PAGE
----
- 17 July, 2009
- 1 Comment
At Naxos, we are fortunate to have a very eclectic group! Our National Business Developer for the USA, Sean Hickey, is not only a great salesman, but first and foremost a talented composer. Here he recounts his experience with his first Russian recording.
Part 1: Cello in the Sun – St. Petersburg 2009
In late 2007, I was commissioned to write a concertante work for cello and orchestra by the brilliant cellist Dmitry Kouzov, in collaboration with Vladimir Lande, principal guest conductor of the St. Petersburg Symphony. I completed the three-movement concerto in 2008, working very closely with the soloist in New York, particularly in the cadenzas, and dedicated it to the spectacular artistry of Dmitry. Composing this work in this degree of collaboration was new for me and I think I gained a lot from it.
In May, Maestro Lande led the Chamber Orchestra of Southern Maryland in two performances (in two different towns) of the work with Kouzov as soloist. Though the semi-professional orchestra clearly had difficulties with the score, it allowed all of us – composer, conductor, soloist – to address the hurdles in the work before taking it to St. Petersburg for its official world premiere. That concert took place on June 21st, 2009, in the Beloselsky-Belozersky Palace, one of the many palatial residences Catherine the Great built for her lovers in St. Petersburg.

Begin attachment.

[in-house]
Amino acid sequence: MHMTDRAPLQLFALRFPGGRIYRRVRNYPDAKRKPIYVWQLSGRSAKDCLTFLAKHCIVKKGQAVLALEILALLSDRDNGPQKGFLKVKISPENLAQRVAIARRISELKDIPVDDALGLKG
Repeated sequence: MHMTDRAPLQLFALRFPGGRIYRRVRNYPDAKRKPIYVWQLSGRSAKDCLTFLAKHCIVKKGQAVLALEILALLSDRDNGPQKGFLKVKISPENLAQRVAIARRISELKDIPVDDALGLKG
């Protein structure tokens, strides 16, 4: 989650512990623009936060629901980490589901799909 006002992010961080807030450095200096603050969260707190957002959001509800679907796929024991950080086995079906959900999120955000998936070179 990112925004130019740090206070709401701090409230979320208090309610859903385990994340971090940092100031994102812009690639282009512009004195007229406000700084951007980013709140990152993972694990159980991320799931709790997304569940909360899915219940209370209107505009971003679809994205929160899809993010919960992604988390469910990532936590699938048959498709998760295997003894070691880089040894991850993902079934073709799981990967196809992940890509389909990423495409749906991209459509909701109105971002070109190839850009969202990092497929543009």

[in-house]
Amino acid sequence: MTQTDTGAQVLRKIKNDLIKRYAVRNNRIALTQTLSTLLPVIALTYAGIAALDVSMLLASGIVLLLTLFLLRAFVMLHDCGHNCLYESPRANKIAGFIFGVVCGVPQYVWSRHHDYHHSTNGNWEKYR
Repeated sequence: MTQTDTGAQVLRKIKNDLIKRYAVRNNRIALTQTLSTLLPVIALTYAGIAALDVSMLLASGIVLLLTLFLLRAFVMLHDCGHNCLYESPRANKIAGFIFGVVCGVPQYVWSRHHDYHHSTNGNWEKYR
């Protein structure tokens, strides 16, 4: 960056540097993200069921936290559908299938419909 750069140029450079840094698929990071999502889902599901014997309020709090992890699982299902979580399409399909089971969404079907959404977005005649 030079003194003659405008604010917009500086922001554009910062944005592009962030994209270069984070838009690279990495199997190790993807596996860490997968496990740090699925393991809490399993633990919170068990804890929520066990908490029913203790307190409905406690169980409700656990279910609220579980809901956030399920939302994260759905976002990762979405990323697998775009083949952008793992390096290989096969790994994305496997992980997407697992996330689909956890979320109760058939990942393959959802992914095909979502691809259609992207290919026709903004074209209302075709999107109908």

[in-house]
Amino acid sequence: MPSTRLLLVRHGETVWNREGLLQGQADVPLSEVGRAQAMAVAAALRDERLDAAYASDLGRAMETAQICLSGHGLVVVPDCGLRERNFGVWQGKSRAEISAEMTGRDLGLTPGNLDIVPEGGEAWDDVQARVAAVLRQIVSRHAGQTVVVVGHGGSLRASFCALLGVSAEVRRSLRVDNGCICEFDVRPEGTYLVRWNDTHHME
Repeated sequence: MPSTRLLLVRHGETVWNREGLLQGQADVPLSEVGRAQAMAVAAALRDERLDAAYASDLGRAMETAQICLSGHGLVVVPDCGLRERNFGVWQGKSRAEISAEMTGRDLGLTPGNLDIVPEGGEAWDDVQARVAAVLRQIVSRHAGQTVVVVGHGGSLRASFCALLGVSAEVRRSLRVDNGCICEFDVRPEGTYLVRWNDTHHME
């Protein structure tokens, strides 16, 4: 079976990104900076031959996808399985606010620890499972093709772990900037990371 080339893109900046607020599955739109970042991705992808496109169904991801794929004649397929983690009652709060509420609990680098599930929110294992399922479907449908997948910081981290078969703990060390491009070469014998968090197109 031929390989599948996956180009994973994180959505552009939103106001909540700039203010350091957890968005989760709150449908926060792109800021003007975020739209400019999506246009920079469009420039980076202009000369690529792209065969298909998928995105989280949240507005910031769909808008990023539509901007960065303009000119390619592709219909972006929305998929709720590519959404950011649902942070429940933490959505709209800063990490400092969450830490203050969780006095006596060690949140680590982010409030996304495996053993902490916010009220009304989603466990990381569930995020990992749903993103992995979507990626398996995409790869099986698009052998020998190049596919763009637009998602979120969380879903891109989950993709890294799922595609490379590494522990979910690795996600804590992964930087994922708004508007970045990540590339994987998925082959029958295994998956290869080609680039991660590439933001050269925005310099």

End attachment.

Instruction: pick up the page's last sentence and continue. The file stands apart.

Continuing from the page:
Never traveling to Russia before but knowing a good handful of St. Petersburg musicians based in the States meant that this would be an interesting trip in a lot of ways. I would be staying with Dmitry and his parents on the Moika Embankment. Dima and I had organized a series of chamber music concerts in New York over the previous six months to raise money for the recording of my concerto. We were helped along by a couple of generous donations from individuals who have supported my work over the years.
Dima picked me up in a newly-purchased but old-as-dirt Soviet Lada, which required two strong hands on the glass in order to roll up the passenger window. Driving up the broad Moskova Prospekt, we sped through Soviet history: a statue of Lenin high on a pedestal in front of a hammer and sickle bas relief; the spot where the Nazis stopped in their siege of Leningrad, now a memorial dedicated to the defenders of the city; rows of Soviet housing estates, most of them looking like they could be toppled by a light breeze. At Dima’s comfortable flat, his mother served us an array of Russian delicacies and we set out to explore the city at night. St. Pete’s is the world’s northernmost city with more than a million people. In fact, nearly 5 million people call it home and it’s easy to see why in June. During this time of White Nights, the sun sets for about an hour and a half. It’s only truly dark for about an hour, around 2:30 AM. Most Petersburgers don’t seem to go to bed at all and I wouldn’t sleep much either.